Immediately after thanking our attendees for their respectful questions, many of which were geared to domestic and global economic challenges, he offered stories about just how difficult it had been for him to manage Dr. Henry Kissinger. The net take-away from the Kissinger conversation was that "highly-talented individuals, who also possess large egos, require respect and praise in public along side repeated and clear reminders of adherence to operational rules, privately."

President Ford then offered insights and reflections about his wife, Betty, and the health issues she faced. As we know, now, her challenges culminated in founding the Betty Ford Center, in Palm Springs, California, to assist those with drug and alcohol problems.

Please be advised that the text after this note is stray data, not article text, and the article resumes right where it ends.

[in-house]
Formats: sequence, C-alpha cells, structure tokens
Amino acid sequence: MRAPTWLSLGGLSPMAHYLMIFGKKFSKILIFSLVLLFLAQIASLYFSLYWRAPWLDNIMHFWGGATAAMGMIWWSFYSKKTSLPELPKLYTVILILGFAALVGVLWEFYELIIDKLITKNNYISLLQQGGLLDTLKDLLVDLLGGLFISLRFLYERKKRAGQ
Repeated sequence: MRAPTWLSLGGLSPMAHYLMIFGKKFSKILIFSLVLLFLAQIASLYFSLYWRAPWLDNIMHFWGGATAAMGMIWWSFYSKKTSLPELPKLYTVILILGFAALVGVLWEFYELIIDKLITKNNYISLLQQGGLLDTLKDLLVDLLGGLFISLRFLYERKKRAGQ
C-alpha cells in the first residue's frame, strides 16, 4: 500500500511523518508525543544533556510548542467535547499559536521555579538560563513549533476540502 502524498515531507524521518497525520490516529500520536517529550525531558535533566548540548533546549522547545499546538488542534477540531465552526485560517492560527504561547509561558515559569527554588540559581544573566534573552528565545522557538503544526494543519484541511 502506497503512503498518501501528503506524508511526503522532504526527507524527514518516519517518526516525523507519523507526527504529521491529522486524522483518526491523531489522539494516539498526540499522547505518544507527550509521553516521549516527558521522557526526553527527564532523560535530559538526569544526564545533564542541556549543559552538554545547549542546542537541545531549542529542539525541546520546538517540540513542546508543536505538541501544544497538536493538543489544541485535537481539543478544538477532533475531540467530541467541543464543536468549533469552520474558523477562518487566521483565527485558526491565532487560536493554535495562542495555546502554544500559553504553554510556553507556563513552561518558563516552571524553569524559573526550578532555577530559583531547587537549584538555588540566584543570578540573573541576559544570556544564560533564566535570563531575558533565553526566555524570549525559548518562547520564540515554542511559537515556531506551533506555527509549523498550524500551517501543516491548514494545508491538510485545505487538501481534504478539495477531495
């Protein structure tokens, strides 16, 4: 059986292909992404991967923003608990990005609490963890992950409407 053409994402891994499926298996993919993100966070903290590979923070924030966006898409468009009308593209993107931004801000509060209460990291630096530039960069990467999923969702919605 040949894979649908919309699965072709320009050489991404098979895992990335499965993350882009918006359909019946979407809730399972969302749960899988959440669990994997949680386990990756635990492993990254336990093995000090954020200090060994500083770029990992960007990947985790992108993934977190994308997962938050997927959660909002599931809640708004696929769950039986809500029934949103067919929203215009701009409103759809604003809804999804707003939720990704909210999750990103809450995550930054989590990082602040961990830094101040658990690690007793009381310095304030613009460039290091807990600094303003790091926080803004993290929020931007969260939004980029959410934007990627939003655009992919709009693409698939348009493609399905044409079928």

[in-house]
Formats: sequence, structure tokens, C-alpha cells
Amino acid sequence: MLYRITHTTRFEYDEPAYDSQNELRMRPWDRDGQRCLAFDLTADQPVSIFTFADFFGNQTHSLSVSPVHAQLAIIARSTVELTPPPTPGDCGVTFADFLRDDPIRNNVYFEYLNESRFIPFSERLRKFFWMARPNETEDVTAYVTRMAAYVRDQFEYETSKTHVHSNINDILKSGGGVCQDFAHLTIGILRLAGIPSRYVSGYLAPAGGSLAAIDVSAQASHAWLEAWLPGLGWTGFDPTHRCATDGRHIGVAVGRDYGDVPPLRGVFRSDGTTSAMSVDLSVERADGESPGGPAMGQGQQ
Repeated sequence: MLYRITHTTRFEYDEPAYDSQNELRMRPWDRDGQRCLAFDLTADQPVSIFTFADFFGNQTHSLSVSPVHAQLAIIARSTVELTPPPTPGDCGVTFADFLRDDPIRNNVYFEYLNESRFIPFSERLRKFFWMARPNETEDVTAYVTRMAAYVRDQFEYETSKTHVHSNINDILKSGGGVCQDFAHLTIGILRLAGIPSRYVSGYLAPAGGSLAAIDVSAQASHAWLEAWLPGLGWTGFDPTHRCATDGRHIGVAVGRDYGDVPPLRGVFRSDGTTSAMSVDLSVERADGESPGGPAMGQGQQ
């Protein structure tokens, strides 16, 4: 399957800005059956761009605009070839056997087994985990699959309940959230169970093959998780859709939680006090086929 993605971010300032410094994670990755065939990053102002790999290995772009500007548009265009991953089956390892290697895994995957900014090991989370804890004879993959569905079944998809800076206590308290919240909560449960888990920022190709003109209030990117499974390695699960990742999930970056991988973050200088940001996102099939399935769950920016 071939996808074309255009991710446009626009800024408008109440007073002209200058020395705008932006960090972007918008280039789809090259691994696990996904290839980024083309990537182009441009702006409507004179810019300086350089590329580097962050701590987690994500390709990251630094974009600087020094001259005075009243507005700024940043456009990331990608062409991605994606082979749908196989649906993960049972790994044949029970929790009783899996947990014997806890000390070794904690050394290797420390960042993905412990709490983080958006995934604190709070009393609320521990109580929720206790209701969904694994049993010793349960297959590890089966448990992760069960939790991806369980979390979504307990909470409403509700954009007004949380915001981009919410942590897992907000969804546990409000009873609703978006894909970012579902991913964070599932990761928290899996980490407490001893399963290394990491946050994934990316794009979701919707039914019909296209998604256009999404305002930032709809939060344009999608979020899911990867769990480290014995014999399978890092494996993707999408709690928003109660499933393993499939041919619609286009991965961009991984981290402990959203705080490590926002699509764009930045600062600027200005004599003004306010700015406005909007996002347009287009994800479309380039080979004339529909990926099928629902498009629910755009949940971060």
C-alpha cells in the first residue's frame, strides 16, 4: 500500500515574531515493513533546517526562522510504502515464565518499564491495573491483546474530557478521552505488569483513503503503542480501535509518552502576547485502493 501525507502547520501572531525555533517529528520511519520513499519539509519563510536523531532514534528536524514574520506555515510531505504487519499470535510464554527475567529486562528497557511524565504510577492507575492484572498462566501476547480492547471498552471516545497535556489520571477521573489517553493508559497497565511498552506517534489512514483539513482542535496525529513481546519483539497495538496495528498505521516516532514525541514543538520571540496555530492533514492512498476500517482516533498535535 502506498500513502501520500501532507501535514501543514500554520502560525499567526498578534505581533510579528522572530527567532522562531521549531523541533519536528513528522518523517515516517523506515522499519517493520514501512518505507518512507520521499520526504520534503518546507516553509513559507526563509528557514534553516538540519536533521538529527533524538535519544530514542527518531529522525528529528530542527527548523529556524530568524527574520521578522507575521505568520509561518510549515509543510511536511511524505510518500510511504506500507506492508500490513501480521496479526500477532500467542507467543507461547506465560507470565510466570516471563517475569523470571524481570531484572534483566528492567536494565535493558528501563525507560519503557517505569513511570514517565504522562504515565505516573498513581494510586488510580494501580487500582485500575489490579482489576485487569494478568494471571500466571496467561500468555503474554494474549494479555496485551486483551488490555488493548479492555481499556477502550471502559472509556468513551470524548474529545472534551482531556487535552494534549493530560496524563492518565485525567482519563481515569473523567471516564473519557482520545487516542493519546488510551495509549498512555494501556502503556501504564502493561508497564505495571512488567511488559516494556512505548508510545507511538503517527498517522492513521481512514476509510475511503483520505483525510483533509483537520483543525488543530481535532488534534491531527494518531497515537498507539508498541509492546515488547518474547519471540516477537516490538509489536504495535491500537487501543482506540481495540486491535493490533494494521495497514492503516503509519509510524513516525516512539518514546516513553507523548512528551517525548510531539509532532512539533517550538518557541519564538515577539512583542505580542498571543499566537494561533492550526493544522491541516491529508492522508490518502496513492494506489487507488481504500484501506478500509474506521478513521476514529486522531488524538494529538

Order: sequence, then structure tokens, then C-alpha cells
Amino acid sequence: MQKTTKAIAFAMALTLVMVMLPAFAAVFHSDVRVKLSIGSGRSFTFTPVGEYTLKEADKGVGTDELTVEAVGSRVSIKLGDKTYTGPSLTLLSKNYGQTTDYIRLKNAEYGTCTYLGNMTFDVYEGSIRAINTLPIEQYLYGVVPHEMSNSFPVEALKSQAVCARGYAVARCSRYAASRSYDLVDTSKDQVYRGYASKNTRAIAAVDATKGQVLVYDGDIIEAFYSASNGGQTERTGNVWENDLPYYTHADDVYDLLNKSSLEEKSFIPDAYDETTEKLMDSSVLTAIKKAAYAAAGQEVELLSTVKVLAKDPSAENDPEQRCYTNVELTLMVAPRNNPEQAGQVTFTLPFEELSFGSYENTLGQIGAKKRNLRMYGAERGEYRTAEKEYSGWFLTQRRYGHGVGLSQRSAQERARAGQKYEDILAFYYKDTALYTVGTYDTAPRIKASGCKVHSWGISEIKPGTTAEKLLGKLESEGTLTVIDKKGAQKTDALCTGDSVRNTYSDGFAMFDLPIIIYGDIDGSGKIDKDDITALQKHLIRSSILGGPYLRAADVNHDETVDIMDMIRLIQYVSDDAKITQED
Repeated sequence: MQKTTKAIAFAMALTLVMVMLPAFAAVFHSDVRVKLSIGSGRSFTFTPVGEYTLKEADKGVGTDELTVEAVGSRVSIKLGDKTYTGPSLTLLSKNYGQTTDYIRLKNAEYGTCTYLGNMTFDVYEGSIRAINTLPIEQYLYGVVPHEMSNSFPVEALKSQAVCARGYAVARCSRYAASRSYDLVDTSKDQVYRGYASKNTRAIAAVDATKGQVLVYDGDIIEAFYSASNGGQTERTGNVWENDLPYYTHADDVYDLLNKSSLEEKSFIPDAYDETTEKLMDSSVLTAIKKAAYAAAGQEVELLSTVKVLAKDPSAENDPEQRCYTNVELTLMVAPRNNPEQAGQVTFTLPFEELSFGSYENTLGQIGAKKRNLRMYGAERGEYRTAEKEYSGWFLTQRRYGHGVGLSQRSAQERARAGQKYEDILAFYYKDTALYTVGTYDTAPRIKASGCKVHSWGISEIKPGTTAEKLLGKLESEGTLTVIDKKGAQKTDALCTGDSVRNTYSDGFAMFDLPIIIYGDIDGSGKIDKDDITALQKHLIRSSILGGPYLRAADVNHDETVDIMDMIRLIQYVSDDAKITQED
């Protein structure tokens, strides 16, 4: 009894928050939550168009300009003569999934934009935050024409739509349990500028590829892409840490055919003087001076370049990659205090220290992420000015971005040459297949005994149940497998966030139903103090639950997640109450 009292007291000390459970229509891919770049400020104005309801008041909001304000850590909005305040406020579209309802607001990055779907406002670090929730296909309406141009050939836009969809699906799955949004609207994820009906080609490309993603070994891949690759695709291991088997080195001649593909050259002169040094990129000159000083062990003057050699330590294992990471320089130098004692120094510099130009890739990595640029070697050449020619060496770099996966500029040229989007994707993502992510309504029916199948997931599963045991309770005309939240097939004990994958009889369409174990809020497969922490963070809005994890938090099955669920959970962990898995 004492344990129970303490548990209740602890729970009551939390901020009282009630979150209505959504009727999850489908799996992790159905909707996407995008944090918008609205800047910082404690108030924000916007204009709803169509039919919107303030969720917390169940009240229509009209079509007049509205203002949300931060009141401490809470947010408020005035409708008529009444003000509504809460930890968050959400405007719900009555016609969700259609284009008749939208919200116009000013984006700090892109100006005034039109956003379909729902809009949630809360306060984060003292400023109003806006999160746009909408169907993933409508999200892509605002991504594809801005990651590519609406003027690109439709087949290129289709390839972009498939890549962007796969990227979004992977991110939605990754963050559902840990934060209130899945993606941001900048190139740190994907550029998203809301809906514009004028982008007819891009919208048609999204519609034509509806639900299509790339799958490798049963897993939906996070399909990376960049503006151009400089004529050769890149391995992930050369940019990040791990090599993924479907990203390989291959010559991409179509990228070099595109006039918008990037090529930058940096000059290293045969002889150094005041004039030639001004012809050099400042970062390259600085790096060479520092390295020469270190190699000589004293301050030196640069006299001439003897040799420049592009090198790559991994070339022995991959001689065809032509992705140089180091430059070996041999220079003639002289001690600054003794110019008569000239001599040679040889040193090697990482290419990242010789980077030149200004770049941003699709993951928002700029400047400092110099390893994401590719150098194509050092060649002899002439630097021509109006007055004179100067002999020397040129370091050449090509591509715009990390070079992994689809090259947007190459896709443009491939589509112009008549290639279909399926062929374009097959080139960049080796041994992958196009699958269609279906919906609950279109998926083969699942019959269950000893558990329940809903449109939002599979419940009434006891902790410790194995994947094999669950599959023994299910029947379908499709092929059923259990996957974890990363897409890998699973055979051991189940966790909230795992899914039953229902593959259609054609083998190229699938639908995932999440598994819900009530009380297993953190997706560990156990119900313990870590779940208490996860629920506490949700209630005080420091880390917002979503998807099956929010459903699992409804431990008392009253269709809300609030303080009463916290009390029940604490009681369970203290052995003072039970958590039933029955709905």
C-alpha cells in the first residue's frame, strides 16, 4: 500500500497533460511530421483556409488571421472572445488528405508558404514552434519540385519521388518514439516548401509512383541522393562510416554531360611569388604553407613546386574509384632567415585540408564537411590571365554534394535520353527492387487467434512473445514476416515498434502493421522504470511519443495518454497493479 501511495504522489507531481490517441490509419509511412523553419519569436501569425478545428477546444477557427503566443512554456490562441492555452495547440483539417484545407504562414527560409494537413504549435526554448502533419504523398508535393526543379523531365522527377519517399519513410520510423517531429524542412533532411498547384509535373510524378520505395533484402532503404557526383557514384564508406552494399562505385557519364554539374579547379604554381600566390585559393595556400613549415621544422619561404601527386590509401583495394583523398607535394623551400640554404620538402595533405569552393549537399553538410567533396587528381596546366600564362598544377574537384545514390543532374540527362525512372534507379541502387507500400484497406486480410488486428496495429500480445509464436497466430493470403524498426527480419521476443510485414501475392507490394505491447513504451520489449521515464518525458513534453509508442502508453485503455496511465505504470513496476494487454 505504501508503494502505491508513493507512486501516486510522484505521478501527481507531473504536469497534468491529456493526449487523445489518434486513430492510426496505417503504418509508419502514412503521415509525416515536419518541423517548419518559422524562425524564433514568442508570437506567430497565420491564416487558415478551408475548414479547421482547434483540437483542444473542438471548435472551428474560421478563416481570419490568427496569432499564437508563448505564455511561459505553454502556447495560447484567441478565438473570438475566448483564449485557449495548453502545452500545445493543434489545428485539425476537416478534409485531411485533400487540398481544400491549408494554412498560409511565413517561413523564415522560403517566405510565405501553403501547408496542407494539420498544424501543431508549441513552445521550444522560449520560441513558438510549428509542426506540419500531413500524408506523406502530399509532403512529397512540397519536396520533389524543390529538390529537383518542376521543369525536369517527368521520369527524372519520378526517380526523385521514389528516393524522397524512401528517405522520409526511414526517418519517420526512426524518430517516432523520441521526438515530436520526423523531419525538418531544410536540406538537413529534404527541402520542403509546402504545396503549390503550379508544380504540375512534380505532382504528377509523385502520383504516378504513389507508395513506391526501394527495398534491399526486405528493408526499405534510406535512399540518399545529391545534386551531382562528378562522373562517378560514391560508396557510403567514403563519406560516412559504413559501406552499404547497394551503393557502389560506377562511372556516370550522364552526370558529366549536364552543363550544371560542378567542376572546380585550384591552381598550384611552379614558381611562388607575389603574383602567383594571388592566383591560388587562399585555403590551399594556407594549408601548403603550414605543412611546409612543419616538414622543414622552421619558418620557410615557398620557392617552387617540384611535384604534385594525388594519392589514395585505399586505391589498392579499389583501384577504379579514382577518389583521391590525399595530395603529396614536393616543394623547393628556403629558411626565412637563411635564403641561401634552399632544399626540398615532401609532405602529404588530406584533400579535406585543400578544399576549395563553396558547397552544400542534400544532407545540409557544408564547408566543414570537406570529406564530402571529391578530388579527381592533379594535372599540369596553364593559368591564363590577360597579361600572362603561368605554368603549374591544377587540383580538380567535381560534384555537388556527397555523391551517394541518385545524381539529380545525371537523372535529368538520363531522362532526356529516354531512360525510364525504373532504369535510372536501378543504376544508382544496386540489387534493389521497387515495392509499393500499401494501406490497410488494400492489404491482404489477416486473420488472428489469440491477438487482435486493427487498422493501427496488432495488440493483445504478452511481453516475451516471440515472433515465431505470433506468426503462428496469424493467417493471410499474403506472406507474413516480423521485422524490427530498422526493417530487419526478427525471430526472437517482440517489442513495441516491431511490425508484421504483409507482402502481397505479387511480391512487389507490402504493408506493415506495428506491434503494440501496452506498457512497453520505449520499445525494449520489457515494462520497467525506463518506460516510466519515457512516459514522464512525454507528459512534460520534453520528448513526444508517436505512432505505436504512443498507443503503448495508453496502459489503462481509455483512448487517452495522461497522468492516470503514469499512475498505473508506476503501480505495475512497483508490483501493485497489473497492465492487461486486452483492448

Throughout his several memorial services, repeatedly, the word integrity has been used to describe the man and his life, by both supporters and adversaries. His legacy includes humility, selflessness and healing; important reminders for us all.

Question: (E-272)
published in Jim Bracher's Integrity Matters newspaper column on January 10, 2007

"Colleges chase learning curve"

From December 19, 2006, through January 8, 2007, 32 "big-time football games" were televised, involving 64 universities. The total amount paid out to these academic institutions was above $127 million dollars. Is such a focus good for our society?

Probably not! Several years ago, the person sitting next to me on a flight from Los Angeles to Monterey had recently-retired from professional football. He was a famous running back, having attended a major university in southern California, for five years, and academically-eligible to play on their top-ten team for four. He was able to read and write, but barely. For him and too many other athletes, universities are places for showcasing outstanding football talent, generating cash on Saturdays for highly compensated coaches and making names for a few superstars who will earn a living - or make a killing - in the National Football League.